Serious About Comics

A student from Memorial University has been honored by the Humanities and Social Sciences Federation.

Elisabeth Pfeiffer says comics are ripe for an examination of sociopolitical issues of gender, race and sexuality as the art form becomes more popular than ever, especially thanks to film adaptations.

Photo: Submitted

Elisabeth Pfeiffer, a doctoral candidate and comics researcher in the Department of English at the Faculty of Humanities and Social Sciences, recently received the federation’s Congress Graduate Merit Award (CGMA).

CGMAs recognize outstanding graduate students and the work they present at the federation’s annual conference, the largest gathering of scholars in Canada and one of the largest in the world.

Ms. Pfeiffer was nominated for the award by the Canadian Society for the Study of Comics.

Exploring Blackface and Racism in Comics

Ms. Pfeiffer’s Humanities and Social Sciences Federation presentation focused on blackface in comic books and how blackface is rooted in minstrelsy – an inherently racist form of early 19th century entertainment that mocked and dehumanized black people and black culture.

But he also detailed the history of white women advocating for white supremacy, the unique intersectionality of sexism and racism experienced by women of color, and how “white women [in pop culture] appropriated the looks and language of black women for profit, “coolness” and fame. »

Titled Basic Bitches and Their Curiosity with Blackness: Comics and Blackface, the presentation was inspired by his mastery work on the comic book series, Whore Planet.

“Superhero movies are seen by millions of people and are a billion dollar industry.” — Elisabeth Pfeiffer

She describes the series as a feminist dystopia where women and marginalized genders are sent to an off-world prison planet by a patriarchal system.

“Bitch planet Do what The Handmaid’s Tale is criticized for not doing so, and it examines how white supremacy plays a role in the freedoms that are most likely to be taken away,” she said.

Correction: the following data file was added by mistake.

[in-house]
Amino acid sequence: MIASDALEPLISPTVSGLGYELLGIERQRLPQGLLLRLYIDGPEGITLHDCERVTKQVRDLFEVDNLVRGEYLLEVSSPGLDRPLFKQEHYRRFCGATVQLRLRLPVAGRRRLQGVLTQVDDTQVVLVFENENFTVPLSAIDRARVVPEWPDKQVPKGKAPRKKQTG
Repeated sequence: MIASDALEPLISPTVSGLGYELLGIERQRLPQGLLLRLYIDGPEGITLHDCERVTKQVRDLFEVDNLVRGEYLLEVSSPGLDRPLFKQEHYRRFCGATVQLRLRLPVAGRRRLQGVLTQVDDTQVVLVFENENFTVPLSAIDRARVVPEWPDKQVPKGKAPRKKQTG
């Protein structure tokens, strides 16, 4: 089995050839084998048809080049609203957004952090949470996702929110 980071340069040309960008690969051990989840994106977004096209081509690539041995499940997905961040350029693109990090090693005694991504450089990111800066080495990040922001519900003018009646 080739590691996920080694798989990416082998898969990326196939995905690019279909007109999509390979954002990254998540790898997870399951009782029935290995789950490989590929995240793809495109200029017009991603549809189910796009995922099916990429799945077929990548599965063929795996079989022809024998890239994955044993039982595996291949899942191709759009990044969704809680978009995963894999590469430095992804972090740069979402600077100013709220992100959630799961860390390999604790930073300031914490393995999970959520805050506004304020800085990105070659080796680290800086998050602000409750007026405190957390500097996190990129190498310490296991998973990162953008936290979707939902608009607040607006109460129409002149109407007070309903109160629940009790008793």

In one case in the female dog planet anthology, a white woman uses futuristic technology to add melanin to her skin, in what is essentially an advanced form of blackface.

This prompted Ms. Pfeiffer to consider other scenarios where white women, in particular, appear black.

An example is when Superman The character Lois Lane uses Kryptonian technology to turn “black” to gather information for a newspaper article about an African community.

A 1970 Superman comic showing Lois Lane in blackface.


Comic studies more vital than ever

Comic studies is a booming field in the discipline of English these days, and for good reason.

“Superhero movies are seen by millions and are a billion-dollar industry, and other comic book genres have been adapted into TV shows, movies, and video games, exposing the comics to an even wider audience,” Ms Pfeiffer said.

“The industry itself is growing exponentially, especially with digital and webcomics. Comics are ripe for examining sociopolitical issues of gender, race and sexuality precisely because they use both words and images, giving us time to pause and really think about what these two aspects combined represent. And, really, who doesn’t love reading comics!”

Mentorship and Expertise

Ms Pfeiffer says she particularly enjoys exploring feminist dystopias and utopias in comic storytelling because dystopias help people recognize the flaws in our society, while utopias allow us to imagine a better, caring society. from everyone.

She also says she is excited to continue her studies with the “incredible” Dr. Nancy Pedri, who is also a comic book specialist.

“Honestly, it’s a dream come true and I’m so lucky! Dr. Pedri is one of the experts in this area of ​​study…and has also been an incredibly supportive supervisor. It’s not easy being an academic with two young children and in a field that has long been dominated by men.

Chad Pelley is a communications advisor in the Faculty of Humanities and Social Sciences. He can be reached at [email protected]

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